Barbara Gordon-Lickey and I are interested in developmental plasticity, critical periods, and the neural basis of learning. As a model system of cortical plasticity, we study the monocular deprivation effect, in which deprivation of vision in one eye during a critical period causes physiological, anatomical and behavioral adaptations to the unusual circumstance of seeing through one eye only. The monocular deprivation effect occurs in humans and all other mammals tested so far. In a recent study we used the technique of swept contrast visual evoked potentials to determine the critical period for the monocular deprivation effect in rats and mice. Surprisingly we found a prominent effect of monocular deprivation in adults as well as juveniles. The plasticity in the adult, however, is physiologically distinct from plasticity in the juvenile.
The use of mice for the study of plasticity is important because it allows comparison of behavioral, physiological and biochemical development within the same species using modern genomic techniques. For instance, we have asked whether the developmental time course of NMDA receptor proteins is linked to the onset and offset of the critical period in visual cortical neurons. We are now using transgenic mice to ask whether the transcription regulator CREB is important in determining the timing of the critical period in mice. These studies, and similar ones from many other laboratories, will eventually explain why humans and other animals lose their capacity for behavioral adaptation as they grow older.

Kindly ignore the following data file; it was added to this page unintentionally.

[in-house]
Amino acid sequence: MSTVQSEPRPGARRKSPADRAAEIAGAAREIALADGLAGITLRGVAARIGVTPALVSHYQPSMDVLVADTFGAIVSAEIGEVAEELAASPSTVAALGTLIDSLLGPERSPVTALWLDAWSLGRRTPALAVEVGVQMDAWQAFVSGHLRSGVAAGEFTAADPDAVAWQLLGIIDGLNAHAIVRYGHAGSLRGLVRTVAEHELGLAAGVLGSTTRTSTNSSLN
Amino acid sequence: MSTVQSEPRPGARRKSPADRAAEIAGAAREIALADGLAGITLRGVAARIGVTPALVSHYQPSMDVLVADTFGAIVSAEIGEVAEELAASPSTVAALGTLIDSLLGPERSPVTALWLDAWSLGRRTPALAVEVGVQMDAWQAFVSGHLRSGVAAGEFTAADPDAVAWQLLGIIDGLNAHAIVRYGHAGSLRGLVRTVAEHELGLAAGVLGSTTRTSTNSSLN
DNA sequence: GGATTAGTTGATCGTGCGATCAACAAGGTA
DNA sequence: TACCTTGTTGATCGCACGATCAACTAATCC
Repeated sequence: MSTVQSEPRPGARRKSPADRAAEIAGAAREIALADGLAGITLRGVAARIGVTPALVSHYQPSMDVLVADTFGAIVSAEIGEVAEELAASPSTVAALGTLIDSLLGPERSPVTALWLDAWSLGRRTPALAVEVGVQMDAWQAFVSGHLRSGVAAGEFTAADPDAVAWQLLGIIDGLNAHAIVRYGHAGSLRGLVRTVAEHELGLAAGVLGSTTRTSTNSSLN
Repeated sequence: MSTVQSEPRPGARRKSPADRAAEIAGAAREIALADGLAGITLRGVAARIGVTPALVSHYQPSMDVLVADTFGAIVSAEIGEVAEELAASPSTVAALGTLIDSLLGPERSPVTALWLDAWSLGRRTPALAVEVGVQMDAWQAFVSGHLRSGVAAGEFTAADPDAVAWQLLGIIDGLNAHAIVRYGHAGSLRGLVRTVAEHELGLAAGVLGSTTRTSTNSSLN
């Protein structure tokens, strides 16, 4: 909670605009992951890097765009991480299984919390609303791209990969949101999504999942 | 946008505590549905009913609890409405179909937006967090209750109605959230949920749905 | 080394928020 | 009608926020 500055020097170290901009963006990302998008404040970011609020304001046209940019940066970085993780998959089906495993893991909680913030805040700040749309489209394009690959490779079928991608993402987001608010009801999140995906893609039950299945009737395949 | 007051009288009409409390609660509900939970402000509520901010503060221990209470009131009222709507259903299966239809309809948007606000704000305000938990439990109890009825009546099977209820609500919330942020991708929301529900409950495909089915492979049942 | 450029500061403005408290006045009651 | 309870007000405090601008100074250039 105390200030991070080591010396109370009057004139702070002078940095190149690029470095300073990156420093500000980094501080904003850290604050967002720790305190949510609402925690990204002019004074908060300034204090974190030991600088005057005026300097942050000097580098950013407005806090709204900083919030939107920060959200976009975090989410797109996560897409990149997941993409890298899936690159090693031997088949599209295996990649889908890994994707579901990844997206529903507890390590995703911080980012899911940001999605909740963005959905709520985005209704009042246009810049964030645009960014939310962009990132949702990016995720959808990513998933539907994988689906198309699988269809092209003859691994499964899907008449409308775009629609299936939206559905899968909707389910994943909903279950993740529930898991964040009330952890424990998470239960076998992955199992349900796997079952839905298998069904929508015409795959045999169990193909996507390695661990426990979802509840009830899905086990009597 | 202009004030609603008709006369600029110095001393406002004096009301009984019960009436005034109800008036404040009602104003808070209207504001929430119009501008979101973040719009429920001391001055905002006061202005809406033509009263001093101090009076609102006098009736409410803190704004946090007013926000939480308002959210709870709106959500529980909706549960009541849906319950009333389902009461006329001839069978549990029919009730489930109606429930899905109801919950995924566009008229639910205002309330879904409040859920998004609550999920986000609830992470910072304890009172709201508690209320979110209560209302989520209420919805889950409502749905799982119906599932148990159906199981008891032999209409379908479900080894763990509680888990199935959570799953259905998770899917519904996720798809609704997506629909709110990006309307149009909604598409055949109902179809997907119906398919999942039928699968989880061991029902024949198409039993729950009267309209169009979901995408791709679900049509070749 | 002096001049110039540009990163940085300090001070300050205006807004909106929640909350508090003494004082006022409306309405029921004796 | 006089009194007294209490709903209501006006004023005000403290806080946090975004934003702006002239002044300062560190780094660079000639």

Dr. Gordon-Lickey is no longer accepting new students.
Guire, E.S., Lickey, M.E., & Gordon, B. (1999). Critical period for the monocular deprivation effect in rats: Assessment with sweep visually evoked potentials. J. Neurophysiol., 81, 121-128.
Cao, Z., Liu, L., Lickey, M.E., Kirk, E., & Gordon, B. (2000). Postnatal development of NR1, Nr2A, and NR2B immunoreactivity in the visual cortex of the rat. Brain Research, 859, 26-37.
Lickey, M.E., Pham, TA and Gordon,B. (2004) Swept contrast visual evoked potentials and their plasticity following monocular deprivation in mice. Vision Research, 44: 3381-3387.
Pham, TA; Graham, SJ; Seigo, S; Barco, A; Kandel ER; Gordon, B; and Lickey, ME. (2004) A semi-persistent adult ocular dominance plasticity in visual cortex is stabilized by activated CREB. Learning and Memory, 11: 738-747.